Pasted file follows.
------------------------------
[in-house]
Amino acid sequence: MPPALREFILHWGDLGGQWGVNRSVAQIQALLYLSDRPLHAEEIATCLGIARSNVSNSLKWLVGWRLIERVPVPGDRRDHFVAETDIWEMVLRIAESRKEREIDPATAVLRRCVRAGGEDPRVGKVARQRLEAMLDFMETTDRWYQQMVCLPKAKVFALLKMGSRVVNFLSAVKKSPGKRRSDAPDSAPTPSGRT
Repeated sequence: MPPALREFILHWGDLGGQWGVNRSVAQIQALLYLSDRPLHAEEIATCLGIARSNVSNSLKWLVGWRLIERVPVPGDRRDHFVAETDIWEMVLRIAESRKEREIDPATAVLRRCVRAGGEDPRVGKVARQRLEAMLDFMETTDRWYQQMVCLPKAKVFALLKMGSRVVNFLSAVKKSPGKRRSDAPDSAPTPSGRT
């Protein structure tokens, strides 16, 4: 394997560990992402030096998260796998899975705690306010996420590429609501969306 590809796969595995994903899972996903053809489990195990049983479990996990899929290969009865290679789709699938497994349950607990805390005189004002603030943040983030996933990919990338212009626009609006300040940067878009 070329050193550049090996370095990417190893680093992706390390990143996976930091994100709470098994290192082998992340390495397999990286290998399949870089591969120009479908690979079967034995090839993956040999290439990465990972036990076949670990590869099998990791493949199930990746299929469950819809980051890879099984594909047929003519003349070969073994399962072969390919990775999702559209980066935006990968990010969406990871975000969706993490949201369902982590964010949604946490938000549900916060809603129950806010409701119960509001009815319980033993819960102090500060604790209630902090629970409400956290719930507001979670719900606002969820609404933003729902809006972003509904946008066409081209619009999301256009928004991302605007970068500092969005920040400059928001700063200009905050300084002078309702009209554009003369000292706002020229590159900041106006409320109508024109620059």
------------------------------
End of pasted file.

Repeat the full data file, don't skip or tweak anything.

[in-house]
Amino acid sequence: MPPALREFILHWGDLGGQWGVNRSVAQIQALLYLSDRPLHAEEIATCLGIARSNVSNSLKWLVGWRLIERVPVPGDRRDHFVAETDIWEMVLRIAESRKEREIDPATAVLRRCVRAGGEDPRVGKVARQRLEAMLDFMETTDRWYQQMVCLPKAKVFALLKMGSRVVNFLSAVKKSPGKRRSDAPDSAPTPSGRT
Repeated sequence: MPPALREFILHWGDLGGQWGVNRSVAQIQALLYLSDRPLHAEEIATCLGIARSNVSNSLKWLVGWRLIERVPVPGDRRDHFVAETDIWEMVLRIAESRKEREIDPATAVLRRCVRAGGEDPRVGKVARQRLEAMLDFMETTDRWYQQMVCLPKAKVFALLKMGSRVVNFLSAVKKSPGKRRSDAPDSAPTPSGRT
């Protein structure tokens, strides 16, 4: 394997560990992402030096998260796998899975705690306010996420590429609501969306 590809796969595995994903899972996903053809489990195990049983479990996990899929290969009865290679789709699938497994349950607990805390005189004002603030943040983030996933990919990338212009626009609006300040940067878009 070329050193550049090996370095990417190893680093992706390390990143996976930091994100709470098994290192082998992340390495397999990286290998399949870089591969120009479908690979079967034995090839993956040999290439990465990972036990076949670990590869099998990791493949199930990746299929469950819809980051890879099984594909047929003519003349070969073994399962072969390919990775999702559209980066935006990968990010969406990871975000969706993490949201369902982590964010949604946490938000549900916060809603129950806010409701119960509001009815319980033993819960102090500060604790209630902090629970409400956290719930507001979670719900606002969820609404933003729902809006972003509904946008066409081209619009999301256009928004991302605007970068500092969005920040400059928001700063200009905050300084002078309702009209554009003369000292706002020229590159900041106006409320109508024109620059």